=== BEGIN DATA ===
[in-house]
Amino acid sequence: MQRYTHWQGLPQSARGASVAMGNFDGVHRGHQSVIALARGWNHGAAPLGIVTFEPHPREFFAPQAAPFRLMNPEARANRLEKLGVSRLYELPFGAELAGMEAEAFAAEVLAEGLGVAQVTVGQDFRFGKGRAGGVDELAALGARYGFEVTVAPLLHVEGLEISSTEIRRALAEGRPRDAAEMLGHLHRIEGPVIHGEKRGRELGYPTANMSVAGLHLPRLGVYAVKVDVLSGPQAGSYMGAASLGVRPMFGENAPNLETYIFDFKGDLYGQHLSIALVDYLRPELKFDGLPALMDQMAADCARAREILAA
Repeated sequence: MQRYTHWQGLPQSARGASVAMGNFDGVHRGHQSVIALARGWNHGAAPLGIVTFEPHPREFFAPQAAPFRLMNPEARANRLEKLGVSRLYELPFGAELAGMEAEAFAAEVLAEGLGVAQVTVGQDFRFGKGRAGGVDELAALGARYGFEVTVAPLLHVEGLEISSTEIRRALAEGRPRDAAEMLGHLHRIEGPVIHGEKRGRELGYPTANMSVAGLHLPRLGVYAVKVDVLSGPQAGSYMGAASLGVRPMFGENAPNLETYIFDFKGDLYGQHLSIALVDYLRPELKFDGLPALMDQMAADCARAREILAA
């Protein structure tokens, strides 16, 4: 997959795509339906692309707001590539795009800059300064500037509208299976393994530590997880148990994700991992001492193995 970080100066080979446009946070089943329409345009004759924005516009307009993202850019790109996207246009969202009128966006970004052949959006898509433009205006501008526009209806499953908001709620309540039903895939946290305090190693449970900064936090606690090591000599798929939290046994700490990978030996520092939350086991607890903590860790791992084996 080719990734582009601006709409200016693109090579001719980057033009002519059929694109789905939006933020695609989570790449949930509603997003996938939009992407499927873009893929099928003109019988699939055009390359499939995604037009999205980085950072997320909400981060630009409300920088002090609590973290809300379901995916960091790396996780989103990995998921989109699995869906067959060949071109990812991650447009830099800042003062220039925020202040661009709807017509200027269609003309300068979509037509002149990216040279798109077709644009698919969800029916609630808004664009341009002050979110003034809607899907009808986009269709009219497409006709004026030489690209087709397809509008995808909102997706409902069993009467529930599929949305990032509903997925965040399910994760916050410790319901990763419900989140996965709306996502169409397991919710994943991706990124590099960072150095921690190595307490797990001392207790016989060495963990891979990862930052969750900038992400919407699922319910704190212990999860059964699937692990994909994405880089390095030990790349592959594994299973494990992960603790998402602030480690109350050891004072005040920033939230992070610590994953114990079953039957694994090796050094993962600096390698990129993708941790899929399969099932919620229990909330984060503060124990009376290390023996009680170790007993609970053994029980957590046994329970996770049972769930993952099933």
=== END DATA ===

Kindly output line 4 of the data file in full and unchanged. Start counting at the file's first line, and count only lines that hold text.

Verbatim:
């Protein structure tokens, strides 16, 4: 997959795509339906692309707001590539795009800059300064500037509208299976393994530590997880148990994700991992001492193995 970080100066080979446009946070089943329409345009004759924005516009307009993202850019790109996207246009969202009128966006970004052949959006898509433009205006501008526009209806499953908001709620309540039903895939946290305090190693449970900064936090606690090591000599798929939290046994700490990978030996520092939350086991607890903590860790791992084996 080719990734582009601006709409200016693109090579001719980057033009002519059929694109789905939006933020695609989570790449949930509603997003996938939009992407499927873009893929099928003109019988699939055009390359499939995604037009999205980085950072997320909400981060630009409300920088002090609590973290809300379901995916960091790396996780989103990995998921989109699995869906067959060949071109990812991650447009830099800042003062220039925020202040661009709807017509200027269609003309300068979509037509002149990216040279798109077709644009698919969800029916609630808004664009341009002050979110003034809607899907009808986009269709009219497409006709004026030489690209087709397809509008995808909102997706409902069993009467529930599929949305990032509903997925965040399910994760916050410790319901990763419900989140996965709306996502169409397991919710994943991706990124590099960072150095921690190595307490797990001392207790016989060495963990891979990862930052969750900038992400919407699922319910704190212990999860059964699937692990994909994405880089390095030990790349592959594994299973494990992960603790998402602030480690109350050891004072005040920033939230992070610590994953114990079953039957694994090796050094993962600096390698990129993708941790899929399969099932919620229990909330984060503060124990009376290390023996009680170790007993609970053994029980957590046994329970996770049972769930993952099933």